A year ago I didn't even eat pork. Well, not deliberately. I just didn't tend to buy it.
Now I don't know a great deal, but I reckon I know how to raise a pig.
I know they're pregnant for exactly three months, three weeks and three days. (As long as you, *cough*, know when they were mated.)
I know what they like to eat and how fast they can plough through kikuyu grass.
I know what kind of fence keeps them in and if Adam is trying to catch one it's always good to have a camera handy.
Our shoates (newly weaned pigs) are ready for the big wide world of free range farming. On Friday two are going to a nearby farm to dig up a brand new biodynamic market garden. Two are staying here to be raised for a favourite neighbour with two more that we'll keep for sale.
Being a humble novice pig farmer I have no advice except to say raising pigs is pretty simple and home grown pork is something you have to try once in your life. If you have the space and the inclination, pigs are excellent. We recommend not naming them. We've accidentally got an Uncle Pig and a Mummy Pig and we regret it. We particularly never should have (accidentally) named Uncle.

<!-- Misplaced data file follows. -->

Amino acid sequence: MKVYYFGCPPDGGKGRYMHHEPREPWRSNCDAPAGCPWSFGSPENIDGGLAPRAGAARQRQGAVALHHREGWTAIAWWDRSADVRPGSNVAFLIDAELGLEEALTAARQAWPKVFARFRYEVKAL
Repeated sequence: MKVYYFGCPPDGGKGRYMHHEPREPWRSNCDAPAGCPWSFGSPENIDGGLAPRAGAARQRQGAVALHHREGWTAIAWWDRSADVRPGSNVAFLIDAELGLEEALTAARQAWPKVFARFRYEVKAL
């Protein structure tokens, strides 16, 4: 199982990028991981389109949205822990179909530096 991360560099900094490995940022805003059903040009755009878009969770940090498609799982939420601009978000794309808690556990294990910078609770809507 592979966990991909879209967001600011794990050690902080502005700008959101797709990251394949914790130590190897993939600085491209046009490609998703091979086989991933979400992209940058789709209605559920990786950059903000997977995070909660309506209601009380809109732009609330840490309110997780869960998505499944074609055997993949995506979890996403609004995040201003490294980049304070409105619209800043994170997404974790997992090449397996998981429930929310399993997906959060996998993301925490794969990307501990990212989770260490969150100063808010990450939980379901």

The stark farming reality is that Uncle Pig is going to have, as Joel Salatin says, One Very Bad Day next week. Although our pigs are carefully transported by Adam and processed at a small local abattoir so the end is as humane as we can achieve.
And they've lived such a rambolling life in the paddocks here.
We have a few piglets left for sale. If you're local and interested, send me an email.
They're Large White/Berkshire/something unidentified cross, six weeks old and fast as greased lightening. Be quick!